This pre-clinical project will explore the unique biological attributes of muscle cells for their potential to act as gene therapy delivery vehicles for the continuous production of anti-neoplastic recombinant polypeptides in the treatment of malignancies. The overall hypothesis to be tested is that muscle cells can be engineered to secrete high levels of active polypeptides that can effect tumor growth and metastasis. Two forms of delivery will be evaluated: systemic delivery from cells implanted in skeletal muscle and local delivery from cells implanted at the sites of tumors. The effectiveness of myogenic cells will be compared with that of fibroblasts. Stable myogenic cell lines or primary myoblasts producing and secreting antineoplastic peptides in vitro will be created by transduction of expression vectors for several polypeptides including tissue inhibitors of metalloproteases (TIMPs) and somatostatin analogs (SSA) and, in collaboration with Project 4, cytokine genes. To insure muscle specific and high level expression, a series of combinations of muscle-specific enhancer and promoter elements will be evaluated in an efficient cell culture test system. The best performing promoter will he used for transduction of primary myoblasts and compared with expression from two standard promoters (CMV and beta-actin) and, in collaboration with Project 6, with a hypoxia responsive GRP78 promoter. Myogenic conversion of primary non-muscle cells, by the transduction or transfection of cDNAs expressing myogenic determination factors, may provide a readily available, expandable and renewable primary cell substrate for myoblast transfer gene therapy. The capacity of such cells to serve as constitutive secretors of recombinant polypeptides will also be tested. These experiments will attempt to determine the therapeutic effects in vivo of TIMPs and cytokine genes delivered locally by genetically engineered myoblasts in pre-tumor implantation models and established tumor growth models. The planned experiments will also determine the in vivo therapeutic efficacy against human breast cancer of systemically delivered SSA by transduced myoblasts in a pre-tumor implantation model, in an established tumor growth model and in a model of metastatic disease following the surgical removal of the primary tumor.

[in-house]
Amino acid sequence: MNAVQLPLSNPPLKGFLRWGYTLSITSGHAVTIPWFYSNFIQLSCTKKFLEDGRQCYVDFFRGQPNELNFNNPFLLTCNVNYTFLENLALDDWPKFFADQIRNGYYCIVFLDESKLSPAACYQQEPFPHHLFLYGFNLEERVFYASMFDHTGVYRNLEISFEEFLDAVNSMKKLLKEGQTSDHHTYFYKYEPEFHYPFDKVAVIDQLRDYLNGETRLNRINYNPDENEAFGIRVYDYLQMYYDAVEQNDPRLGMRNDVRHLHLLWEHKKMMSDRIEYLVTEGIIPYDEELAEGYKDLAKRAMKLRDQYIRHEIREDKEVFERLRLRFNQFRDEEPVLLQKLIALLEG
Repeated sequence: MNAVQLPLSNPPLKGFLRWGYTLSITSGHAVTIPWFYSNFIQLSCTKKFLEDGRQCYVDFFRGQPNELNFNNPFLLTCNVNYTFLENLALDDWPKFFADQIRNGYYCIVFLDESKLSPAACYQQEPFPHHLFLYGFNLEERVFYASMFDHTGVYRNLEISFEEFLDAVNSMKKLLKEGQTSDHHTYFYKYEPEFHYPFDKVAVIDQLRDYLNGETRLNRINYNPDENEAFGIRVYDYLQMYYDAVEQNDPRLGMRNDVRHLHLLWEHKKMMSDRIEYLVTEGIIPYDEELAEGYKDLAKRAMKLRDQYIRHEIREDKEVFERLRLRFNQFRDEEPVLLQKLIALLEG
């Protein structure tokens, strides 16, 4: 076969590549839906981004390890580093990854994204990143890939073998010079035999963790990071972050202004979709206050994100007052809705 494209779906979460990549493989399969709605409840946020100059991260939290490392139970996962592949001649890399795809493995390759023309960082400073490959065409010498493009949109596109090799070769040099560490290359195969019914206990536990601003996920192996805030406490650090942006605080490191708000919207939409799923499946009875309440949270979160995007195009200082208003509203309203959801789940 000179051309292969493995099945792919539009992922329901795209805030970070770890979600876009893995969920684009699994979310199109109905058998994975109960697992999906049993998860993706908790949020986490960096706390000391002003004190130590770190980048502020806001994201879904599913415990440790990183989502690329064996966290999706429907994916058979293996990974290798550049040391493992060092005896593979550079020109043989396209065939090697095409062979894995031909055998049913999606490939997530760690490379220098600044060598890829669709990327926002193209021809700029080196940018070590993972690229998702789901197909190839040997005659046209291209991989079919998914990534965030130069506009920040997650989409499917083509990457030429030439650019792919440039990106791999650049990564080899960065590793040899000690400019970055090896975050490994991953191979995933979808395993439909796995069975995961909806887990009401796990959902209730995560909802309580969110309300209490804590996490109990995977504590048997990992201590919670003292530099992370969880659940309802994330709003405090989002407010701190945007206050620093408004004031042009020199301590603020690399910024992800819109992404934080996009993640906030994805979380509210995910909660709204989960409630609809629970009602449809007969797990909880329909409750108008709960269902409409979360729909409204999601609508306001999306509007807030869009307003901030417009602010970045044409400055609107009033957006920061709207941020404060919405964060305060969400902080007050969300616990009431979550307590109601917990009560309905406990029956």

National Institute of Health (NIH)
National Cancer Institute (NCI)
Research Program Projects (P01)
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University of Southern California
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